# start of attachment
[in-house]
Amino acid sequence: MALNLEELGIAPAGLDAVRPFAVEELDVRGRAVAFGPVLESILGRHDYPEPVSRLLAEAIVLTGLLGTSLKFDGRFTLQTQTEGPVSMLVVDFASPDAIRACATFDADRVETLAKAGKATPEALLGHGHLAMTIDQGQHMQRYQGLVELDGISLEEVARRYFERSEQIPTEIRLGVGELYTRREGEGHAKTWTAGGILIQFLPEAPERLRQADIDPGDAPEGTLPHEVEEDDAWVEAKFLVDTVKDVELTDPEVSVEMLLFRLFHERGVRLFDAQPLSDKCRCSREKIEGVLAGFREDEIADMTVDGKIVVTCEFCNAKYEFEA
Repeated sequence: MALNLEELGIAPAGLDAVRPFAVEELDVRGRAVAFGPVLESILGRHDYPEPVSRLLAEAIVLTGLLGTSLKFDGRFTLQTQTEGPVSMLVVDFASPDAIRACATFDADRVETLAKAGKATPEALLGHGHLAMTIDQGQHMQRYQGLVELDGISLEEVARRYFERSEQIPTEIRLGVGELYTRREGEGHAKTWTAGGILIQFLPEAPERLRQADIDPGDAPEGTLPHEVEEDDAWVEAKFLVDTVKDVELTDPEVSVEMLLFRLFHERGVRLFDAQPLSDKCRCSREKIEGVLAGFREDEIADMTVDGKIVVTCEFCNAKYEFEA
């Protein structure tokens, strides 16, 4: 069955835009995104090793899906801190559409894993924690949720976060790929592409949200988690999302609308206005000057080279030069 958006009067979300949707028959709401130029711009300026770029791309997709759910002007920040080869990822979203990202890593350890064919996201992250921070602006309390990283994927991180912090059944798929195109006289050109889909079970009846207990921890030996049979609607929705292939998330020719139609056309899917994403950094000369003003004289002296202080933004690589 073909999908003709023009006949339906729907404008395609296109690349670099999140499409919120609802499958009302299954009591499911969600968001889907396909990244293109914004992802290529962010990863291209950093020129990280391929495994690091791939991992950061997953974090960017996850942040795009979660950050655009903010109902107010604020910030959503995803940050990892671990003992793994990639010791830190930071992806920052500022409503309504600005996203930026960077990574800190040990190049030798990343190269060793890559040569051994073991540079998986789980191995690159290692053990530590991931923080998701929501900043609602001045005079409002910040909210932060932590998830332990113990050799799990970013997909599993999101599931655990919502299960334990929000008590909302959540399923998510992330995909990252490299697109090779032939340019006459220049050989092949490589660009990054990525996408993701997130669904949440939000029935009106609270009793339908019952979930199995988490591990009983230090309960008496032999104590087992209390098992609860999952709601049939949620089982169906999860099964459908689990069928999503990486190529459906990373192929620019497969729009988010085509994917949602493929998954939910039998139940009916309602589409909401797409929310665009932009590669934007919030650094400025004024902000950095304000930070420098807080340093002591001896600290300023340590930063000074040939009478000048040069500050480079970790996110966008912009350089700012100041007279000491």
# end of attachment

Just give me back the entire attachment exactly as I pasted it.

[in-house]
Amino acid sequence: MALNLEELGIAPAGLDAVRPFAVEELDVRGRAVAFGPVLESILGRHDYPEPVSRLLAEAIVLTGLLGTSLKFDGRFTLQTQTEGPVSMLVVDFASPDAIRACATFDADRVETLAKAGKATPEALLGHGHLAMTIDQGQHMQRYQGLVELDGISLEEVARRYFERSEQIPTEIRLGVGELYTRREGEGHAKTWTAGGILIQFLPEAPERLRQADIDPGDAPEGTLPHEVEEDDAWVEAKFLVDTVKDVELTDPEVSVEMLLFRLFHERGVRLFDAQPLSDKCRCSREKIEGVLAGFREDEIADMTVDGKIVVTCEFCNAKYEFEA
Repeated sequence: MALNLEELGIAPAGLDAVRPFAVEELDVRGRAVAFGPVLESILGRHDYPEPVSRLLAEAIVLTGLLGTSLKFDGRFTLQTQTEGPVSMLVVDFASPDAIRACATFDADRVETLAKAGKATPEALLGHGHLAMTIDQGQHMQRYQGLVELDGISLEEVARRYFERSEQIPTEIRLGVGELYTRREGEGHAKTWTAGGILIQFLPEAPERLRQADIDPGDAPEGTLPHEVEEDDAWVEAKFLVDTVKDVELTDPEVSVEMLLFRLFHERGVRLFDAQPLSDKCRCSREKIEGVLAGFREDEIADMTVDGKIVVTCEFCNAKYEFEA
């Protein structure tokens, strides 16, 4: 069955835009995104090793899906801190559409894993924690949720976060790929592409949200988690999302609308206005000057080279030069 958006009067979300949707028959709401130029711009300026770029791309997709759910002007920040080869990822979203990202890593350890064919996201992250921070602006309390990283994927991180912090059944798929195109006289050109889909079970009846207990921890030996049979609607929705292939998330020719139609056309899917994403950094000369003003004289002296202080933004690589 073909999908003709023009006949339906729907404008395609296109690349670099999140499409919120609802499958009302299954009591499911969600968001889907396909990244293109914004992802290529962010990863291209950093020129990280391929495994690091791939991992950061997953974090960017996850942040795009979660950050655009903010109902107010604020910030959503995803940050990892671990003992793994990639010791830190930071992806920052500022409503309504600005996203930026960077990574800190040990190049030798990343190269060793890559040569051994073991540079998986789980191995690159290692053990530590991931923080998701929501900043609602001045005079409002910040909210932060932590998830332990113990050799799990970013997909599993999101599931655990919502299960334990929000008590909302959540399923998510992330995909990252490299697109090779032939340019006459220049050989092949490589660009990054990525996408993701997130669904949440939000029935009106609270009793339908019952979930199995988490591990009983230090309960008496032999104590087992209390098992609860999952709601049939949620089982169906999860099964459908689990069928999503990486190529459906990373192929620019497969729009988010085509994917949602493929998954939910039998139940009916309602589409909401797409929310665009932009590669934007919030650094400025004024902000950095304000930070420098807080340093002591001896600290300023340590930063000074040939009478000048040069500050480079970790996110966008912009350089700012100041007279000491």